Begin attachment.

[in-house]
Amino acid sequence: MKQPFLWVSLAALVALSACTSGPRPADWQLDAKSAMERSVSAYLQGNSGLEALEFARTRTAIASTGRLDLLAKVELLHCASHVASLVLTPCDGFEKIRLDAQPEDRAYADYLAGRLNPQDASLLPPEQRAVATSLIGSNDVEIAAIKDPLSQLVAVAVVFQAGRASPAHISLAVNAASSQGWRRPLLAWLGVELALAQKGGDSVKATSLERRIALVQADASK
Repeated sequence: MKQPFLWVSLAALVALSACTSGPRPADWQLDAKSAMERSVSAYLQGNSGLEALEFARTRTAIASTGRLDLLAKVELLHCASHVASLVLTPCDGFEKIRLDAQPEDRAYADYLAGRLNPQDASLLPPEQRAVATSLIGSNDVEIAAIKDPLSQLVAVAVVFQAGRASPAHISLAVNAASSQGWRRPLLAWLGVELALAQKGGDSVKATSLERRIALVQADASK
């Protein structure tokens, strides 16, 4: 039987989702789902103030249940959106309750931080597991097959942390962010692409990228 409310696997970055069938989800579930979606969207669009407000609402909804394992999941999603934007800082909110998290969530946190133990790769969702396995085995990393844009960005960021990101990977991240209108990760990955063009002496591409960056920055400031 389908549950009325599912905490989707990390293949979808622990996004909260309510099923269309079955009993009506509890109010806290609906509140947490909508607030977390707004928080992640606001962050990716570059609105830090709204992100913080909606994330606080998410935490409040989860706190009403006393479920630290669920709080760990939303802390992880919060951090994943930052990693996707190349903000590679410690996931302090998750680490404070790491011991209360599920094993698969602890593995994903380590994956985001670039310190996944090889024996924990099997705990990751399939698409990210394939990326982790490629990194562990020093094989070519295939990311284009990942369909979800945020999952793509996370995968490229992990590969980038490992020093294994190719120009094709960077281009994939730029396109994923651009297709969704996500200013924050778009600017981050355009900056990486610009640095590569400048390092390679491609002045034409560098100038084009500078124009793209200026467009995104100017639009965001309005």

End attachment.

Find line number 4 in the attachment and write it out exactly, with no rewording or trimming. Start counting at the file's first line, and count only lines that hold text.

């Protein structure tokens, strides 16, 4: 039987989702789902103030249940959106309750931080597991097959942390962010692409990228 409310696997970055069938989800579930979606969207669009407000609402909804394992999941999603934007800082909110998290969530946190133990790769969702396995085995990393844009960005960021990101990977991240209108990760990955063009002496591409960056920055400031 389908549950009325599912905490989707990390293949979808622990996004909260309510099923269309079955009993009506509890109010806290609906509140947490909508607030977390707004928080992640606001962050990716570059609105830090709204992100913080909606994330606080998410935490409040989860706190009403006393479920630290669920709080760990939303802390992880919060951090994943930052990693996707190349903000590679410690996931302090998750680490404070790491011991209360599920094993698969602890593995994903380590994956985001670039310190996944090889024996924990099997705990990751399939698409990210394939990326982790490629990194562990020093094989070519295939990311284009990942369909979800945020999952793509996370995968490229992990590969980038490992020093294994190719120009094709960077281009994939730029396109994923651009297709969704996500200013924050778009600017981050355009900056990486610009640095590569400048390092390679491609002045034409560098100038084009500078124009793209200026467009995104100017639009965001309005």